Paint runs through the veins of Atascadero artist John Barnard. When he wakes up in the morning, he heads to his studio and paints. And when he dreams at night, he sees ideas for future art.
“I like to paint every day,” Bernard said.
For Barnard, who turned 92 on Sept. 29, art has been part of his life since he was in the second grade. After high school, he studied at Chouinard Art Institute in Los Angeles, served in World War II in the Pacific, and then attended the University of Georgia because of its fine art department, according to his biography online. Besides painting, he worked many years in the electrical industry.
Barnard is participating in this year’s Arts Obispo Open Studios Art Tour — although family and friends will greet guests since he is convalescing from a blood infection that hospitalized him for several weeks. He recently moved from the hospital to Vineyard Hills Health Center in Templeton.
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Barnard and his wife Barbara raised five children and have lived in Atascadero since 1973. His daughter, Barbara Proctor, said art has always been central to his life.
“As my dad has aged, his paintings have become freer, happier, more vibrant and demonstrated his enjoyment of life,” Proctor said. “He loves to share his art. The day my dad cannot paint will be the day ‘he shuts it down.’ He has to paint like the rest of us have to breathe.”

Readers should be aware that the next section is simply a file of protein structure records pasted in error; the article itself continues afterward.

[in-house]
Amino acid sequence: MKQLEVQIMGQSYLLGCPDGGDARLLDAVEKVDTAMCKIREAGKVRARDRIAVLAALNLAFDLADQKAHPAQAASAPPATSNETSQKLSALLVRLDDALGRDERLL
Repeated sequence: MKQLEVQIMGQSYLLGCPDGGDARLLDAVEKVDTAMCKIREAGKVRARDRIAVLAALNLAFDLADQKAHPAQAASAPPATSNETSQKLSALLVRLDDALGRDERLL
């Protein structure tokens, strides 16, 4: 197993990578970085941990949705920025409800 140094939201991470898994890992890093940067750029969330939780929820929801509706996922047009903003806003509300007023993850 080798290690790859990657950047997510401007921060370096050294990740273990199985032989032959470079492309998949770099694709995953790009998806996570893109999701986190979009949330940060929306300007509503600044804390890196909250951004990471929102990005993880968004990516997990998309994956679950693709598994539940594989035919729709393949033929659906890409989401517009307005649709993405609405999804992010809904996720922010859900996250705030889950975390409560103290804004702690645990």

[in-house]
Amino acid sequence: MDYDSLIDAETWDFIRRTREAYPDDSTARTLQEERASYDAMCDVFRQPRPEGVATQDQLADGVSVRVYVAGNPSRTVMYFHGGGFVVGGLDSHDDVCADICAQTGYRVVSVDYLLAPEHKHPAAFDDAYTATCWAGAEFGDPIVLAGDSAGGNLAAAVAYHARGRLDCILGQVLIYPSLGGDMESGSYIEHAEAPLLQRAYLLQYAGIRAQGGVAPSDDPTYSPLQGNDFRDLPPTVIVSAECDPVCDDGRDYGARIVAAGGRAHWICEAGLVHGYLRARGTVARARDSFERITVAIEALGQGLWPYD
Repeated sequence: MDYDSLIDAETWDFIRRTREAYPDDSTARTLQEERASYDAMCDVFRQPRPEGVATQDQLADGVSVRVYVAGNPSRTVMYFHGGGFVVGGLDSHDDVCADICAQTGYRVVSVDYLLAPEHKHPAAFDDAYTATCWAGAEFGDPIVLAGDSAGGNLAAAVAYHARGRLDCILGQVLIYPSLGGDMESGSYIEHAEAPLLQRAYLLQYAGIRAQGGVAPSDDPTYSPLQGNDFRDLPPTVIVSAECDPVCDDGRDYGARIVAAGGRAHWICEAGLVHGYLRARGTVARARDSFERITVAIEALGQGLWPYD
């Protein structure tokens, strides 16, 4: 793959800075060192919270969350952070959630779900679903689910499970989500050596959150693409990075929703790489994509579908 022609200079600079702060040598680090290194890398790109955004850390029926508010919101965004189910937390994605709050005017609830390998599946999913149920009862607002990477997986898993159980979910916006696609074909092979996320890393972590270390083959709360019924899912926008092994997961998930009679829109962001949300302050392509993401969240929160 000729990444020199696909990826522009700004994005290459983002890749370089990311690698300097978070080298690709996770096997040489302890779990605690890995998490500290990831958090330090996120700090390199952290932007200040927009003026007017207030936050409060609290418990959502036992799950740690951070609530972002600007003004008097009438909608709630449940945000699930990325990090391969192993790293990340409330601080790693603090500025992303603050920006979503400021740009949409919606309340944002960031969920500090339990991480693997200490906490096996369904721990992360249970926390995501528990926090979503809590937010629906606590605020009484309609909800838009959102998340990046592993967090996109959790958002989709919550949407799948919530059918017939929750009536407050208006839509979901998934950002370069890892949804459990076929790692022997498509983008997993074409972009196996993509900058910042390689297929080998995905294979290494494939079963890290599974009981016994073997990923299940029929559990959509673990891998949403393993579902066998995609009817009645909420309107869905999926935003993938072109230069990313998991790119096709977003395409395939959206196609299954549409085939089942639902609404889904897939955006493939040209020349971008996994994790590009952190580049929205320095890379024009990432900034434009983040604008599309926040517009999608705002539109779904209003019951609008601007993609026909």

Barnard works in watercolor, oil and acrylic, often catching outdoor scenes on the Central Coast. Some of his paintings offer more expansive views like an oil of the Cayucos Pier, swimmers dotting the beach. Others highlight a moment in time, as in his oil, Santa Margarita, which shows the downtown’s old West-style storefronts and people walking in the street.
“I’ve been addicted to painting, really and truly,” Barnard said. “It’s been the most important thing, outside of my family, extremely important to me. I never thought business was very important to life; what is important is art, music and literature. The creative part of our life is what makes us different, I think.
“The people I admire most are the real creative people,” he added. “I don’t admire Napoleon, people like that, as much as I admire (Leonardo) da Vinci and modern artists too.”
Proctor said she remembers her father working all day, then coming home to paint in the evenings.
“It was just part of our lives,” she said. “And my mom would read aloud to him while he painted. I have posed for my Dad throughout my life.”
Barnard said he is eager to return to painting as he recovers from his illness.
“I just miss doing it,” he said. “I have a whole lot of things I still want to do. Every time I paint, it’s a new painting. It just never has been boring. I change styles. Right now, I’m thinking of the small, decorative watercolors.”